Tools to improve recommendation engines and the user interface will be particularly important for the TV industry as it battles competition from over-the-top providers, says Matt Murphy, senior VP, digital video distribution at Disney and ESPN Media Networks.
Murphy notes that cable operators were the first to launch VOD in the late 1990s but failed to make the product appealing to consumers. “One could argue that the [multichannel video programming distributors] ceded the VOD market to Netflix who put in poster art and much better search and recommendation into their VOD to make it a very compelling experience,” he says.
“Today, the experience of the apps on Roku and Apple TV are also very compelling. It is imperative for the MVPDs that they continue to improve their offers so they are offering the same if not better experiences than the ones consumers are already getting on these over-the-top apps.”
Still More Mobile
Connected devices of all types will be a major focus for CBS, which has recently launched two new over-the-top products. “It seems like every year for the past seven has been the year of mobile,” quips Marc DeBevoise, executive VP and GM of entertainment, news and sports at CBS Interactive, who adds that devices are now “really ubiquitous.”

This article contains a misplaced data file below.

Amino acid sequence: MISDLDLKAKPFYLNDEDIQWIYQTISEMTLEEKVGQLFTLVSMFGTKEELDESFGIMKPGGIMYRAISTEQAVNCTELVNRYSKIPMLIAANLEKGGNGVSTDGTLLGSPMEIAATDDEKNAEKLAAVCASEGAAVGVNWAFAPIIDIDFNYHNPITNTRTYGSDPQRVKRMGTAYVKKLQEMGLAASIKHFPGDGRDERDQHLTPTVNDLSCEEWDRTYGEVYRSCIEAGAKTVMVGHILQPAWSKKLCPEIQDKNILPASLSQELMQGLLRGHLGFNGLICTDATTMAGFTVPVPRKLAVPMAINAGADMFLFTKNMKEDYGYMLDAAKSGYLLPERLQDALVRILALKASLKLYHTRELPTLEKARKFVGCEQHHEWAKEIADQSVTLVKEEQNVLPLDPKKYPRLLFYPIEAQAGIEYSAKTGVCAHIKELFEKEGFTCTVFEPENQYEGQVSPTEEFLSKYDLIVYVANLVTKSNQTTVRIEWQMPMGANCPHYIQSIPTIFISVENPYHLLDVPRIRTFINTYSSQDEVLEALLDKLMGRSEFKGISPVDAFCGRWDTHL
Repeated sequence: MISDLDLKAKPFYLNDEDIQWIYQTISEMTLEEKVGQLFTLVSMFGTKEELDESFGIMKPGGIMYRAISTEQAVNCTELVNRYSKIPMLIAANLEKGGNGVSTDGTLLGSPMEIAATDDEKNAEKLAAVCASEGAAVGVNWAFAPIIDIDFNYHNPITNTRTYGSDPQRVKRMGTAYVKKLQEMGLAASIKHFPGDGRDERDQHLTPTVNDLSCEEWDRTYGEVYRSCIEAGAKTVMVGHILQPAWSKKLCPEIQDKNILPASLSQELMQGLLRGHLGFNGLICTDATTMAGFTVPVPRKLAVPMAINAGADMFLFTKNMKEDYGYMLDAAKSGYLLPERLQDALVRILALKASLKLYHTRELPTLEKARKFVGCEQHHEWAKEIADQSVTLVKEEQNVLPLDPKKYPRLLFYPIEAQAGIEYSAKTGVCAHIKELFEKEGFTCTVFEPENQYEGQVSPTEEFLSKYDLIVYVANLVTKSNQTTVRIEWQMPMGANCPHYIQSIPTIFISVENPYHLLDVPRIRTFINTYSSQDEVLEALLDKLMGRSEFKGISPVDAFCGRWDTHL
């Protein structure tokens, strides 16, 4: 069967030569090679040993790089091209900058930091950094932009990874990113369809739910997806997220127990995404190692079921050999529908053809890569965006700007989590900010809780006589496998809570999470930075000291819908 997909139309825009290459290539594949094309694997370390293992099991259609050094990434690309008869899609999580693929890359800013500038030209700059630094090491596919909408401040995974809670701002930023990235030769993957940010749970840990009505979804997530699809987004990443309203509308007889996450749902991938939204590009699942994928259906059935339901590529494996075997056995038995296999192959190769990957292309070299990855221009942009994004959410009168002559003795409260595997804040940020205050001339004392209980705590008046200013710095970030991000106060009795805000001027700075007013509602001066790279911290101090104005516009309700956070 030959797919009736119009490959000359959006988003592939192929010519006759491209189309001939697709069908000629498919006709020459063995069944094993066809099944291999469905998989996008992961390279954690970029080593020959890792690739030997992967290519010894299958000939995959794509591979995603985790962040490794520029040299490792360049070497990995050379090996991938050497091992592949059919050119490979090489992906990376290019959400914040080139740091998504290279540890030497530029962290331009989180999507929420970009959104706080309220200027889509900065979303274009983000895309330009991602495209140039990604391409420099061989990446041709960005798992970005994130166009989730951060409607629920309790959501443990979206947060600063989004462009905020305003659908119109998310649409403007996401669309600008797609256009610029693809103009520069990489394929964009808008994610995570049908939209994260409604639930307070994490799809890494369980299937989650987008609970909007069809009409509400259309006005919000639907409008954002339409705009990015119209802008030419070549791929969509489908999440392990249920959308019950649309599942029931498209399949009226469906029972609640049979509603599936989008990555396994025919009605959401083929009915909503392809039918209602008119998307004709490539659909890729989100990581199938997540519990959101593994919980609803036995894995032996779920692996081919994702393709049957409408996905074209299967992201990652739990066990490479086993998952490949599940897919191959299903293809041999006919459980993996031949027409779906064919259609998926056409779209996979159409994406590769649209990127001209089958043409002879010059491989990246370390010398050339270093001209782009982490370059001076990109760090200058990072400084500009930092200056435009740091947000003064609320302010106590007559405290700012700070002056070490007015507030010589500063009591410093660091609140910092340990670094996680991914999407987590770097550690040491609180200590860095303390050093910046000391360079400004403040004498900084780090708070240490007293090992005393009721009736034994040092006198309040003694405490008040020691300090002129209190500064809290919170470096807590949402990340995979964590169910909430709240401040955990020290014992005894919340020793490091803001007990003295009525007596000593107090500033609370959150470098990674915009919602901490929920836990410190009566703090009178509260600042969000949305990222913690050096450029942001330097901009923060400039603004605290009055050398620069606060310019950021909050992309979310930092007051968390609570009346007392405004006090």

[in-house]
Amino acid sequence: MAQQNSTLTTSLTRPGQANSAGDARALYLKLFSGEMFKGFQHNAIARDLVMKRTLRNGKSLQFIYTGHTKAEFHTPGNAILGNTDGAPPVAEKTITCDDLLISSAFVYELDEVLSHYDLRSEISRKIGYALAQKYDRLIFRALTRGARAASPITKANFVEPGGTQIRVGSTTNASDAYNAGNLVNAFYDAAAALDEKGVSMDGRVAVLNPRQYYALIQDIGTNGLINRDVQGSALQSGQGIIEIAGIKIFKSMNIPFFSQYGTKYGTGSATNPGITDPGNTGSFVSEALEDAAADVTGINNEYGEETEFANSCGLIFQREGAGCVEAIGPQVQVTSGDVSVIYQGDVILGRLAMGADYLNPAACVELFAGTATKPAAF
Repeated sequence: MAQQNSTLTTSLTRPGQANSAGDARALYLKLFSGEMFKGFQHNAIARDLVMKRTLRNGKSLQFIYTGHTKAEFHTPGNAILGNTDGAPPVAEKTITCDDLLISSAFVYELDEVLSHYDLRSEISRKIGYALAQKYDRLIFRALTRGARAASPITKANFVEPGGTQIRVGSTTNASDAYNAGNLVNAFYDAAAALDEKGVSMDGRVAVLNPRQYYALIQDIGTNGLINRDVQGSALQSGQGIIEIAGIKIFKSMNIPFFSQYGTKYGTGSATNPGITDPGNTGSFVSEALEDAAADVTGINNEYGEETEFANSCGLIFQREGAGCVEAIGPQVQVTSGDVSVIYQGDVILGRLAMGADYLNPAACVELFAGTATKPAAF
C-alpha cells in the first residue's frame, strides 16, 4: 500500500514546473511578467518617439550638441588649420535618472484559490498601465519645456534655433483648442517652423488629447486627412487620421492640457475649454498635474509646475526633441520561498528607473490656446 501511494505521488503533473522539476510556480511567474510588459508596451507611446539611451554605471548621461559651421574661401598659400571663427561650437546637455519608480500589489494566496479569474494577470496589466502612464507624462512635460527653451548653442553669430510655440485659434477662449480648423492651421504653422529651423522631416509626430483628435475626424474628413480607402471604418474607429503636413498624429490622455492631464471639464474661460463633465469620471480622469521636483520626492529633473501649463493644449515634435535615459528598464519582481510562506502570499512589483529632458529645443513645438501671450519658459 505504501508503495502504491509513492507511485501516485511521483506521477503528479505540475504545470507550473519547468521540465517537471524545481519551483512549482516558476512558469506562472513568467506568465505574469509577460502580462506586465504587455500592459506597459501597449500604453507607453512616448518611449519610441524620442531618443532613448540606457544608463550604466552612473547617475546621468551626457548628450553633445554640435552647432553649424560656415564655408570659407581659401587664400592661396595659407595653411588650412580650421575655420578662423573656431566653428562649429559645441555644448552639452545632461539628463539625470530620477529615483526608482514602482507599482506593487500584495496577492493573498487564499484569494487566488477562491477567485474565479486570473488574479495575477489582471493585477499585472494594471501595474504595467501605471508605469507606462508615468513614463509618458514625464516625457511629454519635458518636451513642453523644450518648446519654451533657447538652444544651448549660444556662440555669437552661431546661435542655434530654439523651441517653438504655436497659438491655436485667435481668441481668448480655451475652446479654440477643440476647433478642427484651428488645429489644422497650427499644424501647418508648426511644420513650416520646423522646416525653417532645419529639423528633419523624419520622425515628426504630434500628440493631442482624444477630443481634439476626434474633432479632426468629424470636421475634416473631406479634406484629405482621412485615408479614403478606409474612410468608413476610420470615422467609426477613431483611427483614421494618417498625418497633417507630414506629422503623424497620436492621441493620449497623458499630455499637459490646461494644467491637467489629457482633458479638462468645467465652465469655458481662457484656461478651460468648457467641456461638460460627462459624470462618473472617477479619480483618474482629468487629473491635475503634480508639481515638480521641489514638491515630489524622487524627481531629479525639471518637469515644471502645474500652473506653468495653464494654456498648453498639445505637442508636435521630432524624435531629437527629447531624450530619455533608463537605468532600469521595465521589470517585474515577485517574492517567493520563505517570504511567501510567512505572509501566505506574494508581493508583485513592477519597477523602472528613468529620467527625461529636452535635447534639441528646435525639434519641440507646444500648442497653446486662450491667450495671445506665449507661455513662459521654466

Beyond mobile, DeBevoise says the next big trend is in the area of streaming media devices, where prices have been falling and a number of new devices such as Amazon Fire have been launched. “You have a real battle for the living room,” he says.
“There has been a lot more competition there in the last 12 months,” says Julia Veale senior VP of business and product development and management for the Showtime Anytime offerings at Showtime. “I have a feeling that will continue until there are some winners and losers.”
These devices also open up some opportunities for improving search capabilities, says Dish’s Chaudhari. “Amazon Fire does a great job of integrating voice capabilities so that searching isn’t as difficult,” he says.
Executives will also be looking under the hood at a wide variety of technologies to help deliver more content over IP networks.
To help streamline the process of delivering this content, a number of tech firms, operators and programmers, including Comcast, Charter and the Fox Networks Group launched the Streaming Video Alliance in November, say Chris Knowlton, VP of Wowza Media Systems, which is a founding member of the group.
As much as possible, the group would like to make the processes for delivering content to multiple platforms much more efficient and standardized. “If traffic doubles or triples over the next five years as many are predicting, the infrastructure needs to be optimized to handle that,” Knowlton says.
In addition to watching developments in 4K and connected TVs, GW Shaw, VP of U-verse and video product marketing at AT&T will be closely monitoring wearables, the connected home and the Internet of Things.
This reflects a growing interest by multichannel and broadband operators in rolling out home security services. “I think the connected home has so many legs to it in the future,” Shaw says.
Wertheimer at Fox agrees. “Tying all of these devices together—TV, mobile, smart watches—gets really interesting for second-screen, interactivity and how you promote a show,” he says, adding that they will also be taking a close look at virtual reality, where they have already done some experiments with Oculus Rift.